Essential insight into NHS matters in the North West of England, with a particular focus on the devolution project in Greater Manchester. By Lawrence Dunhill

In the doldrums

So it looks like it’s farewell to Jonathan Parry, the long serving chief executive of Southport and Ormskirk Hospital Trust.

Mr Parry has been dismissed for gross misconduct following a 15 month disciplinary process, though he plans to appeal the decision.

The trust has never disclosed the nature of the allegations about him, and is unlikely to do so while any appeal or potential employment tribunal is in the offing.

Unfortunately for the trust, it doesn’t sound as if Mr Parry is going to walk away, which means the case is set to drag out even further.

The whole process has been led by chair Sue Musson, who has probably had one of the toughest years she’s likely to have in her career.

There can’t be many NHS chairs who have sacked their chief executive, and perhaps understandably she has opted for a move to Lancashire Teaching Hospitals FT, rather than attempting to lift SOHT out of the doldrums.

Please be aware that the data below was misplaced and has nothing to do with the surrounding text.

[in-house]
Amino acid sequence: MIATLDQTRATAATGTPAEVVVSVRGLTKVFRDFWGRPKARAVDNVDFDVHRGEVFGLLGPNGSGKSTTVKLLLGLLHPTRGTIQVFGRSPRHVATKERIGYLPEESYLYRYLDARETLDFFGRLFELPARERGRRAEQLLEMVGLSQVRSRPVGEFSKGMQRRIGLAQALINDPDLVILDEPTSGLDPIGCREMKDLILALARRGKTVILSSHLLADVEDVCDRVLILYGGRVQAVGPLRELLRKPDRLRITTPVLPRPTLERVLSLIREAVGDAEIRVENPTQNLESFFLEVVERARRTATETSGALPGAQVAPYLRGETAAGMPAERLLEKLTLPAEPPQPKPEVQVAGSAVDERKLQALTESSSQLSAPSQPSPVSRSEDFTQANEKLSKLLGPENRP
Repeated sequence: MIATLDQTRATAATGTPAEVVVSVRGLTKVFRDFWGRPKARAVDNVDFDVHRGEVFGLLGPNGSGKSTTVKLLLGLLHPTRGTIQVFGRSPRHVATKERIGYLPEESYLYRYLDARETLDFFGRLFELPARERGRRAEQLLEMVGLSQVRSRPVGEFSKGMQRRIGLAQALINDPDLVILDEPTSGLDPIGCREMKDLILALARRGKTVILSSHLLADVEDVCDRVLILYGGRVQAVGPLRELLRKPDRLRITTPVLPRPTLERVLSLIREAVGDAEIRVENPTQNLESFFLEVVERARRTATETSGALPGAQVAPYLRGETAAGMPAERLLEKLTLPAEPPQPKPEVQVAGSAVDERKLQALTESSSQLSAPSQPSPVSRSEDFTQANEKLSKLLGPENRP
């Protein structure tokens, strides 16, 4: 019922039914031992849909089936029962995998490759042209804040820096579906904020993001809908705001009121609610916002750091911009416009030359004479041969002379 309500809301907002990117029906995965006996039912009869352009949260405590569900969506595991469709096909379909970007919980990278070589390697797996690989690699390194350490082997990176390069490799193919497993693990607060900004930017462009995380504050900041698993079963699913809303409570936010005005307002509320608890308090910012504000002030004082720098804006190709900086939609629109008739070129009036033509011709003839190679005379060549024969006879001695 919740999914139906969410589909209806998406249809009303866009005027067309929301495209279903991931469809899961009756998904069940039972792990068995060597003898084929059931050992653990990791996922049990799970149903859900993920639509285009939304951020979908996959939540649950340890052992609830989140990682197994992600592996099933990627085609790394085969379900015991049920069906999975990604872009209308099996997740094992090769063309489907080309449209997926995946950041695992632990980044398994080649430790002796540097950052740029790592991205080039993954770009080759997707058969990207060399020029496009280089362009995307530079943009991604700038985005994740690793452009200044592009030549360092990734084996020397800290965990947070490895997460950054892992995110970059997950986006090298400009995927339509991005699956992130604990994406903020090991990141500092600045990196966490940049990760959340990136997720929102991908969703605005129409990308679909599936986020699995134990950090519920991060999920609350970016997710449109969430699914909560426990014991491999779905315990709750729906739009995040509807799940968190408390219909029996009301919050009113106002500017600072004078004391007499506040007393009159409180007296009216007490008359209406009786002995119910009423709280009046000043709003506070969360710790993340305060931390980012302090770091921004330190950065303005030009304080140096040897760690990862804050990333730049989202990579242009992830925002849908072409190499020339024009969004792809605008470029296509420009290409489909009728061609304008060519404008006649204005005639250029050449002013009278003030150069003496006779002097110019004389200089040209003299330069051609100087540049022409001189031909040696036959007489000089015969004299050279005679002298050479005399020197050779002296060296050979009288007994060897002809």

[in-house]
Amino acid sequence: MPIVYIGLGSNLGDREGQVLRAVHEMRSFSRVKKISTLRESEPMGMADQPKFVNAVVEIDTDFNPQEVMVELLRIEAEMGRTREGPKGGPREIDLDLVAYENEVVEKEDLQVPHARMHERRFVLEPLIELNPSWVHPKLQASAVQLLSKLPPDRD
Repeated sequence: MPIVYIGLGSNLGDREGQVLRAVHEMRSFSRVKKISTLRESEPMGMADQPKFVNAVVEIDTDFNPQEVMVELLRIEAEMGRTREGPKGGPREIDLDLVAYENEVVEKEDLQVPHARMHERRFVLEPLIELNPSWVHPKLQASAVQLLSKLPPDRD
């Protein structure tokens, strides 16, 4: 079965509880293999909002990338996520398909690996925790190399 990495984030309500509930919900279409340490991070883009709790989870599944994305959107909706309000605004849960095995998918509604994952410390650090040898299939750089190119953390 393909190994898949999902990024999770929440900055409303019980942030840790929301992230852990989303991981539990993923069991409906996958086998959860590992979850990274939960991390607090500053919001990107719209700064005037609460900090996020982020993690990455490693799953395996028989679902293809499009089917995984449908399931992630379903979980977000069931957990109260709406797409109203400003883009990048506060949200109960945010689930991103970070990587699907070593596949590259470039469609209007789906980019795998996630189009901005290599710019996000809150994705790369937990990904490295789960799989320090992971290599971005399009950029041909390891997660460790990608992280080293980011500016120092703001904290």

So with the trust now on its third interim chief executive since Mr Parry was excluded last year, the disciplinary process set to rumble on, and the chair set to leave, the road to stability looks a long one.

On top of this, the trust must deal with multiple performance issues, the prospect of losing two key community services contracts, and deep financial problems.

Not to mention further concerns from the Care Quality Commission, which HSJ understands will publish a not very encouraging inspection report in the coming months.

Similarly to Wye Valley Trust in Herefordshire, we could see plans for SOHT to be buddied or taken over in some form by another trust.

St Helens and Knowsley Teaching Hospitals Trust looked to be one potential suitor, especially when chief executive Ann Marr took over temporary leadership at SOHT (this arrangement ended in May), but St Helens may need to secure FT status first.